Below is the Lazard chart for expected LCOE in $ per MWh for a variety of generation solutions. Underlying assumptions include reasonably competitive bidding, ordinary construction challenges, and conditions that are presumed suitable for the solar and wind renewables. Onshore wind and utility solar lead the pack, closely trailed by natural gas combined cycle thermal: unsurprisingly these are project types most frequently built by utilities in recent years. Lazard probably isn’t being overoptimistic on their cost projections either: consider both Alberta and Saskatchewan where recent bids for wind projects achieved costs of only around CDN$30/MWh (3 c/kWh), considerably bettering Lazard’s numbers.
At the PUB Muskrat Review in 2012, Nalcor offered no LCOE guidance until they were compelled to respond to a request to do so from the Consumer Advocate. Based on the project’s total capital estimate of $5.0B at that time and the energy forecast of the day, Ed Martin’s Nalcor projected Muskrat LCOE to be $208/MWh (20.8 c/kWh).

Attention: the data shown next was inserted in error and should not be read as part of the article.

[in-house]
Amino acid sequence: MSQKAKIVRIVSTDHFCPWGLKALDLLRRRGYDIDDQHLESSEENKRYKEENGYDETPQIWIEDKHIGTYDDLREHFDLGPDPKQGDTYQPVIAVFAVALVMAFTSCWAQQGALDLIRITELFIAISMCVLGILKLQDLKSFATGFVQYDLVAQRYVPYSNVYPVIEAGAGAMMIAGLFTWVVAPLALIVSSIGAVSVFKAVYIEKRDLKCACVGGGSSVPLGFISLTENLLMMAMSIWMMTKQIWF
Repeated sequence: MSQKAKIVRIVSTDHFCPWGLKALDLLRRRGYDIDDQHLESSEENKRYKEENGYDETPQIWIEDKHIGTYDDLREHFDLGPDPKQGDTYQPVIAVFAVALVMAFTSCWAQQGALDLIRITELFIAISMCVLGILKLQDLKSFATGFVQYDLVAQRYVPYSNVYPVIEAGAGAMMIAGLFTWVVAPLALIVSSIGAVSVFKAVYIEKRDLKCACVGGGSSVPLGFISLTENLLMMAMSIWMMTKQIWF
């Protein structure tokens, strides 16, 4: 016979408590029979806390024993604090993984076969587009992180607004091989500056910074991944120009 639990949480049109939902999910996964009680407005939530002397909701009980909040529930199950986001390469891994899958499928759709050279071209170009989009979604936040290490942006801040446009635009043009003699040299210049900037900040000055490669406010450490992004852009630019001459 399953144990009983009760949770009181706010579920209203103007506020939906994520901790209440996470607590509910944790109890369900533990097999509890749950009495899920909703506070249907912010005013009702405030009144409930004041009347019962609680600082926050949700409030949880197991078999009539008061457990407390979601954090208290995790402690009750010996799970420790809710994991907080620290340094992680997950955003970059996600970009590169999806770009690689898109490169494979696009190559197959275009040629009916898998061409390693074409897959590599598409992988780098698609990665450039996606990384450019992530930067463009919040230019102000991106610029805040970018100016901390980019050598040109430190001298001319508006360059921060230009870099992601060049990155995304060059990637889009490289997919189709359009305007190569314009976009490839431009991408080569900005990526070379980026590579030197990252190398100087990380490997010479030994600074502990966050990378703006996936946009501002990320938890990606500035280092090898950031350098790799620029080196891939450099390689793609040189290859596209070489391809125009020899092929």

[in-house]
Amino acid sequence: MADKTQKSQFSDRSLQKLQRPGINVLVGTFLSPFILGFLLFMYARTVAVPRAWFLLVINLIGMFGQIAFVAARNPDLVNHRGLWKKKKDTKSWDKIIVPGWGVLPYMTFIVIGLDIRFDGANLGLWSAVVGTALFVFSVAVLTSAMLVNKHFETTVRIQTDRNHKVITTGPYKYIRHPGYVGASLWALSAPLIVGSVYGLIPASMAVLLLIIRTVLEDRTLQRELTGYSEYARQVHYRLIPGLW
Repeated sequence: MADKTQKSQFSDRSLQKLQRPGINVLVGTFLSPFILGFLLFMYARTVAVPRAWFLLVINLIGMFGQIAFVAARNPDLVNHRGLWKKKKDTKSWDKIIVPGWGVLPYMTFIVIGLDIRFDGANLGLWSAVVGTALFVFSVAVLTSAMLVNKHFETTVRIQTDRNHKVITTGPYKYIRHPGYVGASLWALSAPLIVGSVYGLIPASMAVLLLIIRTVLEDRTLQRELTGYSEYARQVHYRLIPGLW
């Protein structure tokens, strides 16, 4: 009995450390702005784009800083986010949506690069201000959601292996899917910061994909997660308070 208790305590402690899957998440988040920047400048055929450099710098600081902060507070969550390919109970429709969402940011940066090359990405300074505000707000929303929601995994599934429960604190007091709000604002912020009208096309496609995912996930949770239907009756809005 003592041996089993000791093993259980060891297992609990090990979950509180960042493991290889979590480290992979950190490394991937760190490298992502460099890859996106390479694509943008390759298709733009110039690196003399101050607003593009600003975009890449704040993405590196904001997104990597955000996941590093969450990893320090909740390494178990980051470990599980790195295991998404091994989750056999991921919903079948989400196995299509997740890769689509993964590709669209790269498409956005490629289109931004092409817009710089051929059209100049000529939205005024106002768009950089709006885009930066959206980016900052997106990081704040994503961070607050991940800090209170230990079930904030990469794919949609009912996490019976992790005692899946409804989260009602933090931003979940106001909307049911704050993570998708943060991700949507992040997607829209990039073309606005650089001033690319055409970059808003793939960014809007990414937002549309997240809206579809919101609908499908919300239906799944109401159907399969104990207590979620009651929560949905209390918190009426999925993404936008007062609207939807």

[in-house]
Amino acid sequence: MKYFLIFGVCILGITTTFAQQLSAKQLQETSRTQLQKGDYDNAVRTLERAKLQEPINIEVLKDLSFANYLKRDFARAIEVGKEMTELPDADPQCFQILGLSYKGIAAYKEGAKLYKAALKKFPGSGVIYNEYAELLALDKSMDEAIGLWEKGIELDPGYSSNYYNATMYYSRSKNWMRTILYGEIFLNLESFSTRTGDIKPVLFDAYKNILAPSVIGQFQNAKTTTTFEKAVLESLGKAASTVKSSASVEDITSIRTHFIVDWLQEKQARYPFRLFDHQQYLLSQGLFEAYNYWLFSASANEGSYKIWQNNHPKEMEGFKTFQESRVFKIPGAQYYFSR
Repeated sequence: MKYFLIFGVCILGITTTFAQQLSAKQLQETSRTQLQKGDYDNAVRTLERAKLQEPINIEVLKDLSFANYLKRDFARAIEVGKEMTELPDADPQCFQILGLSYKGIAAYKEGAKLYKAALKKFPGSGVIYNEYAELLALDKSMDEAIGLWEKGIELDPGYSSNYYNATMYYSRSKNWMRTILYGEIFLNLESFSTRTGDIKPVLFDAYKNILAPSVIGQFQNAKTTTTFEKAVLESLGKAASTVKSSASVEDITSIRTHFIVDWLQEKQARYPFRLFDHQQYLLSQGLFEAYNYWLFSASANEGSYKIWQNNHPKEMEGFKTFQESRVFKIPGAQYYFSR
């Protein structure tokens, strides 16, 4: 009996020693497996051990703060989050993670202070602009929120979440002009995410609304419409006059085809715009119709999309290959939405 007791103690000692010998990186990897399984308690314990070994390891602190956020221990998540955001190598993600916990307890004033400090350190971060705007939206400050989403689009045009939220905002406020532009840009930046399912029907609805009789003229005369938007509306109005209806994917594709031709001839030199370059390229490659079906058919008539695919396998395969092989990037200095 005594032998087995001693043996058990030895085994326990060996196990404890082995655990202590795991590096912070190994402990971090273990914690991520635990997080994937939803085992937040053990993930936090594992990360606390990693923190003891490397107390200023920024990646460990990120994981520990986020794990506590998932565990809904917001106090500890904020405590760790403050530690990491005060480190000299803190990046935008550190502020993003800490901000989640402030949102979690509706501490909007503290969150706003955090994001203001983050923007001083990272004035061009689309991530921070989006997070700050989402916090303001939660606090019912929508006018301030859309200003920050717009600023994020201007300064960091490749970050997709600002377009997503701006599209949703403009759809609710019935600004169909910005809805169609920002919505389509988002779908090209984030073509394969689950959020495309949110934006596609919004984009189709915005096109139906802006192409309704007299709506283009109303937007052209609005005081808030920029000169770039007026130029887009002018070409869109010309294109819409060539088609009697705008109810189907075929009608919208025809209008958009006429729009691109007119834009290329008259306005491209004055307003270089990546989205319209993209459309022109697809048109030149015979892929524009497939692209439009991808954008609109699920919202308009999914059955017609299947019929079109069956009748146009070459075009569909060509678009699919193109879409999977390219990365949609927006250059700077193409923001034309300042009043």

Reviewing the chart above, Muskrat energy cost is higher than nuclear and the only possible comparable is the “gas peaking” plant. Such a facility is presumed to utilize inefficient combustion turbines to meet peak loads during high demand seasons, likely running just hours per day. Peaking plants are standby facilities that deliver relatively little power for their costs: as a result, they are a last resort option within the utility industry.
Conservation measures to reduce high demand peaks would normally be mandated before investing in peaking facilities. As shown in PlanetNL21, conservation measures would have been ideal to address the Island’s highly seasonal winter electric heating demand.